Forming a group to work together
NOTE: the readings referred to throughout this study are from John Steward’s book “From Genocide to Generosity.” It’s available in paperback and Kindle format from Amazon
Read the Prologue (pages xiii – xviii) in From Genocide to Generosity.
Most of us have had experiences of hurt and violation because of what others have unthinkingly or carelessly said and done to us, or said about us. To have a good discussion in a group we must first feel safe and free to open our hearts.
Discuss: What kind of behavior do I need so I will feel safe in this group? (You’ll make a list when you get to Step 4)
In the Bearing witness to healing section on page xv of the Prologue, Drusilla was helped by a small group to gain insight from her painful loss.
What do we learn from this about how we assist a person to tell their story?
What happens to the sharing when the listeners receive what is being said without evaluating, correcting or interrogating the speaker?
What is the value of the listeners sensitively asking clarifying questions?
In chapter 1, Coping with Chaos, on page 31 I ask Professor Simon about what frees people to talk about sensitive matters in a small group. He stresses the need for ‘Agreed Rules’, which act as boundaries that keep us safe, such as:-
• what is said stays in the group (confidentiality),
• we look at people when they speak (focus),
• we share our stories to offer people something deep from within ourselves (trust),
• we share freely, because the group is listening and no one is evaluating or correcting us (discipline and acceptance).
Our group needs to operate as a free and safe space, as people who welcome all contributions unconditionally, where we can ask the speaker to clarify or amplify without needing to correct, contradict or change what they say.
Make a list of what our group agrees we need to function well and be a safe space. Commit to remind ourselves of this list each time we begin.
Person A speaks for about four minutes on ‘what I like about being in this group’.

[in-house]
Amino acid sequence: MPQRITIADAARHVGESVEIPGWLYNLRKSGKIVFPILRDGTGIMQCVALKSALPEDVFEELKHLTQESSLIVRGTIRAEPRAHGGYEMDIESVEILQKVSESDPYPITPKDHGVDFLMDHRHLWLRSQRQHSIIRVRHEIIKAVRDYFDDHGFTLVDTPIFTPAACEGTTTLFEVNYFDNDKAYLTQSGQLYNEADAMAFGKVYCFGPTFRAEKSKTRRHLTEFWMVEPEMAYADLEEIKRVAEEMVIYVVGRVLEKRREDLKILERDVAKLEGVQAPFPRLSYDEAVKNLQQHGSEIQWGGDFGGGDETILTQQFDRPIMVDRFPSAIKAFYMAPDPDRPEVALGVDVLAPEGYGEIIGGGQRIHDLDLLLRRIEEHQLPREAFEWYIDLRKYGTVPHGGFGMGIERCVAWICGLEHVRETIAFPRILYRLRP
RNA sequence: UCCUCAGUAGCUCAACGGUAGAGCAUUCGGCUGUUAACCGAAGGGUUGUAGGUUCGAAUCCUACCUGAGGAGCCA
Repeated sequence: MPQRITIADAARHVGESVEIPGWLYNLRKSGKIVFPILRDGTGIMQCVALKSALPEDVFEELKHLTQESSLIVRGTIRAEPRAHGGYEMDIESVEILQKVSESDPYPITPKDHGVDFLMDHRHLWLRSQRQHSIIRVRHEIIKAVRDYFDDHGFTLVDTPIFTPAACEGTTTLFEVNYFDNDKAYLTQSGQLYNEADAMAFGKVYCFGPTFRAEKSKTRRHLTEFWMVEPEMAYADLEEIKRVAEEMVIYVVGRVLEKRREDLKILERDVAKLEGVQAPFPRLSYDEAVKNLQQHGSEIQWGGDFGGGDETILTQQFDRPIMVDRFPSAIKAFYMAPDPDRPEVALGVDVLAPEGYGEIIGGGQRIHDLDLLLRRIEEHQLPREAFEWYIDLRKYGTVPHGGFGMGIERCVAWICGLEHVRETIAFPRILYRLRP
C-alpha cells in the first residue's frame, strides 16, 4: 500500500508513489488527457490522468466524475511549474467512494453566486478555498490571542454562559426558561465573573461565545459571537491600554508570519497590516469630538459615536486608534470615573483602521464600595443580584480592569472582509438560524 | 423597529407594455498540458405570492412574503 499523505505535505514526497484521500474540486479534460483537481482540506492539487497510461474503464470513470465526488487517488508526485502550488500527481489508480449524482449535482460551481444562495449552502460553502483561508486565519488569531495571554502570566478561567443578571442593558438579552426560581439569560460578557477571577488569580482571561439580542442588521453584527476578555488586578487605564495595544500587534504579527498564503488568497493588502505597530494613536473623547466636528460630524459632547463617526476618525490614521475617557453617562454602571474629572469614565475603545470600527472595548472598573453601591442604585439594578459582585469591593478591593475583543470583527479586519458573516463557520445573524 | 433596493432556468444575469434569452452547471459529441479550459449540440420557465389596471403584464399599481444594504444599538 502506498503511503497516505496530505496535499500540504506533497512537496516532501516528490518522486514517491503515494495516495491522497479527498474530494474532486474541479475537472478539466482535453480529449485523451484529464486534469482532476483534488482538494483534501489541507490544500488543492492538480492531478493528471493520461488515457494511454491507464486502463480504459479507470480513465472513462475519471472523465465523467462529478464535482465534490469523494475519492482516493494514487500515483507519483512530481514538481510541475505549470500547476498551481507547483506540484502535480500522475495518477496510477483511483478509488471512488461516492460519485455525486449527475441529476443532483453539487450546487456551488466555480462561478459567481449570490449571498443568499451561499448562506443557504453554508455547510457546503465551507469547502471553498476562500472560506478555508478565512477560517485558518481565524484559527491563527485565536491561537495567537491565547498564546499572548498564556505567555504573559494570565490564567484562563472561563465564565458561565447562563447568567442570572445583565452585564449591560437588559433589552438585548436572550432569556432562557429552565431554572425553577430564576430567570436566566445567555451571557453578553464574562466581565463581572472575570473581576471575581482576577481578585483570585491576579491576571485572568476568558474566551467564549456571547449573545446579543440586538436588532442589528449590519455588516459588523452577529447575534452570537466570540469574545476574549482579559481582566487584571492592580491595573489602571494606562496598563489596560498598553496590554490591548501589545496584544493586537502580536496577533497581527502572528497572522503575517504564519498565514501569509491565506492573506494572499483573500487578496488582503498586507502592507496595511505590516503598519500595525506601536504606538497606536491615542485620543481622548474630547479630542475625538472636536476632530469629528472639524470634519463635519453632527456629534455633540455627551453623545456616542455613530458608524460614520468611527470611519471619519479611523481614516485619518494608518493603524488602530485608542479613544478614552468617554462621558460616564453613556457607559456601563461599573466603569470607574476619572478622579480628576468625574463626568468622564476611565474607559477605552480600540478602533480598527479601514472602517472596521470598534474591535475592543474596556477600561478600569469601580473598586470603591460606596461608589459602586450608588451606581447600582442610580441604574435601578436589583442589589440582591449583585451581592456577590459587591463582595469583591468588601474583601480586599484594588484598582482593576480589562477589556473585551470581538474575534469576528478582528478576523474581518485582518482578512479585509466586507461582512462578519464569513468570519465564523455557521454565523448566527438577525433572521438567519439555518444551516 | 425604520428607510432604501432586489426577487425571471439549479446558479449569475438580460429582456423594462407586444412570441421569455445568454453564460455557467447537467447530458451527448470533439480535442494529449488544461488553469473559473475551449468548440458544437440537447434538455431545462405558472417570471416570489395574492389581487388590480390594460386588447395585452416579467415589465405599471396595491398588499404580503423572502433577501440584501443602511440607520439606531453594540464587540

Person B practices listening, receiving and accepting what the other says.
After clarifying questions the Person B may respond with a simple, brief comment of ‘What touches me about what you said is that…’
Reverse the roles and repeat, so Person B speaks while Person A listens.
Before we close this session each group member is encouraged to create a personal safety net to care for themselves by arranging for someone to be available after each group session. This person will support and mentor them as they reflect after the sessions and read to prepare for the next.
Choose a friend or wise person (possibly someone who is not in the group) who you will ask to companion and support you in person or by phone after each session. Some of the stories from Rwanda may remind us of difficult things from our own experience. We will cope best if we can bring our reaction out into the open and discuss it with a caring person. Ask this person to be available for when you call on them.
Note: If any of the stories in the book are too hard for you to engage with, just leave them.
PS: you talk about your own comments and experience, not that of others in the group.
Confirm the date and time for the next group session.
The preparation for the next session is to read another section in From Genocide to Generosity: pages 20-26 of Chapter 1, Coping with Chaos.
Close with each person saying a word or phrase that sums up what they are feeling about this journey right now. Anyone may choose to say, “I pass”.